COLUMBUS - A small increase in state funding for higher education over the next two years will pressure universities and community colleges to increase tuition, a key legislator said yesterday.
That is another reason why the legislature should lift the 6 percent cap on annual tuition increases for undergraduates, starting in 2002-2003, said state Rep. David Goodman (R., Bexley).
“We have to let the market operate,” said Mr. Goodman, chairman of the higher education subcommittee.
Mr. Goodman faced skeptical Democrats on the House Finance Committee who questioned whether the proposed state budget would make college too expensive for many students and damage the state's economic development efforts.
In January, Governor Taft called for increases of 3 percent for higher education in 2001-2002 and 3.8 percent in 2002-2003. University presidents said they had hoped for double-digit increases.
Now, they're staring at a funding increase of less than 1 percent in 2001-2002 and 2.2 percent in 2002-2003 - an increase of $100 million under a new version of the state budget that House Republicans released last night.
If signed into law by Mr. Taft, it would be the smallest dollar increase for higher education since the early 1990s.
Republicans cited the K-12 school-funding lawsuit, rising Medicaid costs, and slumping state tax revenue for the nearly-flat funding for higher education.
“We have to fund primary and secondary education first,” said Senate President Richard Finan (R., Evendale).
But Tom Noe, vice chairman of the state Board of Regents, which oversees the state university system, said an education policy that “ends in 12th grade is short-sighted and a prescription for economic failure in Ohio.”
House Republicans want to lift the 6 percent cap on annual tuition increases in 2002-2003 if public universities and colleges hit targets for graduation rates, number of in-state students, and freshmen who remain enrolled.
Mr. Noe said the criteria likely would enable Bowling Green State University, Miami University, and Ohio University to raise tuition beyond 6 percent per year. He said the Board of Regents supports the change and predicts that Ohioans won't suffer double-digit tuition increases.
The proposed budget would enable Ohio State University to increase tuition by 9 percent - $407 - in 2001-2002 for undergraduates on the Columbus campus.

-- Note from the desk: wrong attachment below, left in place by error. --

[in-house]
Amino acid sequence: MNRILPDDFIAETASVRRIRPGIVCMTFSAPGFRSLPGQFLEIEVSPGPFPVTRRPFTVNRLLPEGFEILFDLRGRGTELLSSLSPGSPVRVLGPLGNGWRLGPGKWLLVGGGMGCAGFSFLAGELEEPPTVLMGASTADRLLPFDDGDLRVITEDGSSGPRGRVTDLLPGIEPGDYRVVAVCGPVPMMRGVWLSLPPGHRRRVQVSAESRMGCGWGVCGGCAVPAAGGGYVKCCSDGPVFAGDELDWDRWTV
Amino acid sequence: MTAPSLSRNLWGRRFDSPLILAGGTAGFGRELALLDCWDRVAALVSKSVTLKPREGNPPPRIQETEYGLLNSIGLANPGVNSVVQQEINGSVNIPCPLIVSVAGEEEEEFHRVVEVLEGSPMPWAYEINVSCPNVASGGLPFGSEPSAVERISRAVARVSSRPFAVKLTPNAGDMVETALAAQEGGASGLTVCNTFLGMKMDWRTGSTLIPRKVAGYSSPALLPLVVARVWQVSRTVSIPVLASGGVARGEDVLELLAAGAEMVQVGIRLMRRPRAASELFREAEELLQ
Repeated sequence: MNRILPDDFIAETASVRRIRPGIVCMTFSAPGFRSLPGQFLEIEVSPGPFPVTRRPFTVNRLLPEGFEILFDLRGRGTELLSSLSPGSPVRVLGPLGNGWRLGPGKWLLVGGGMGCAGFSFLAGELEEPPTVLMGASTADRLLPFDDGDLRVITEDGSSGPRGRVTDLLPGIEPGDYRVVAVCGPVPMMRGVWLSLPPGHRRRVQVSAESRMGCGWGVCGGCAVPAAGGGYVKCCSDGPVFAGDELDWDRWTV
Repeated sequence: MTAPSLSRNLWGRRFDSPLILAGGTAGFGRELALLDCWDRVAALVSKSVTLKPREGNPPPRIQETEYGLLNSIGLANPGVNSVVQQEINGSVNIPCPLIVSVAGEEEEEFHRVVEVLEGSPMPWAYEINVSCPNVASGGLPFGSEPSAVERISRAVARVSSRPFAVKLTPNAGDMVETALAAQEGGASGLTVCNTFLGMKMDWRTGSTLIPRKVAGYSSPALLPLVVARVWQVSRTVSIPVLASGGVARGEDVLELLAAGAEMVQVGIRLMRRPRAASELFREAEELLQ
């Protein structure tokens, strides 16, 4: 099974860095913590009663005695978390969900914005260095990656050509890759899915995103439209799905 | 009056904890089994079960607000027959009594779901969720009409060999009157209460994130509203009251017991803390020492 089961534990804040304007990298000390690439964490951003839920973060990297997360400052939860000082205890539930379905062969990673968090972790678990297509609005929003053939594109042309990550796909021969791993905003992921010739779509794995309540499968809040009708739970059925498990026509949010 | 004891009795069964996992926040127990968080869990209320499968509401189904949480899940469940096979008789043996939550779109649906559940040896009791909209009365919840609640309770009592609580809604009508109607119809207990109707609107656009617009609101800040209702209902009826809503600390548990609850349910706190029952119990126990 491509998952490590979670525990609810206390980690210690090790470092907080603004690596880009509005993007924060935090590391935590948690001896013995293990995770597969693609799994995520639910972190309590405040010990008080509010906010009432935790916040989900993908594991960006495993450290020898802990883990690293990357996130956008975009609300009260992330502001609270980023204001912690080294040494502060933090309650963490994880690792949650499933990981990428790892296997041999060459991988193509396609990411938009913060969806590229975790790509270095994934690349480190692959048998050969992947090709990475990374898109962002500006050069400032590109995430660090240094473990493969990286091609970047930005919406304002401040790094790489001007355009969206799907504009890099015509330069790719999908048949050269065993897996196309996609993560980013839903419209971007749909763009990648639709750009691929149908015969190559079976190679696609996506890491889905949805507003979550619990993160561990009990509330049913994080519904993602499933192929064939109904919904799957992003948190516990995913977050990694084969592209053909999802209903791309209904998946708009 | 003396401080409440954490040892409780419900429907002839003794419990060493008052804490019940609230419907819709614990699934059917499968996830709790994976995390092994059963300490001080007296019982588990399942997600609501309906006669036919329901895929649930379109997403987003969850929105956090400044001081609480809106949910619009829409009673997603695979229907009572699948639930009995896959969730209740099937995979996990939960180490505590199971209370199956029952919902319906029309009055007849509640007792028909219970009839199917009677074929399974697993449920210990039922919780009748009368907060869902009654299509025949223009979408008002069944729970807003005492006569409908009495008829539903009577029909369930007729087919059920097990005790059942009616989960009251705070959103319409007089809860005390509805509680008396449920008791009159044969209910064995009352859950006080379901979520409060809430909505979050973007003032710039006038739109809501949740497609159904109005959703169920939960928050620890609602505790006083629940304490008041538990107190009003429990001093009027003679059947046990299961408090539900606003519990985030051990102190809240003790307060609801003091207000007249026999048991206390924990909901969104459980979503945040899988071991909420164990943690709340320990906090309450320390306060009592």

If OSU officials get the green light, the university's tuition and fees in six years would rank fourth among state universities in Ohio, behind Miami University, the University of Cincinnati, and Kent State University.
Some students maintain that lifting the tuition cap could threaten their education.
“This is a huge concern for me and students like me,” said Becky Mocniak, a fourth-year student at the University of Toledo. “I pay my own way. I have two part-time jobs. I live paycheck to paycheck already. I probably wouldn't be able to afford to go to school without this [a tuition cap].”
Ms. Mocniak, 22, the newly elected vice president of UT's student senate, said the organization conducted a phone campaign to state legislators yesterday with students at other public universities.
“We want them to re-evaluate where they want to take this,” she said.
Mr. Taft's proposed state budget released on Jan. 29 called for freezing tuition over the next two years at community and technical colleges, and branch campuses. But House Republicans have cut the amount that Mr. Taft wanted to spend for that program. Mr. Finan said that likely will trigger tuition increases at two-year colleges.
“Fewer students will go to college,” warned Mr. Noe, a former BGSU trustee.
Owens Community College could consider raising tuition as costs continue to rise, said Chuck Mann, vice president of business affairs.
The House GOP version of the budget calls for the state share of instructional costs to climb by roughly 2 percent per year. The Board of Regents had requested increases of 5.7 percent in 2001-2002 and 5.2 percent in 2002-2003.
The legislature's version of the budget would fail to keep up with rising operating costs, including utilities and salaries, area college officials said.
“Our priority all along has been to maintain funding in the state share of instruction,” said William Decatur, the University of Toledo's interim president.
The state subsidy makes up about 40 percent of University of Toledo's budget.
The impact on Bowling Green State University could be cuts to student services and less class availability, said Larry Weiss, associate vice president for university relations and governmental affairs.
Dr. Frank McCullough, president of the Medical College of Ohio, said the college, with its stable enrollment, is more concerned with the clinical teaching subsidy, which is rumored to stay about the same.
No department cuts will result at UT, which will take the funds from one-time savings generated by vacant positions, said Dawn Rhodes, associate vice president for planning and analysis.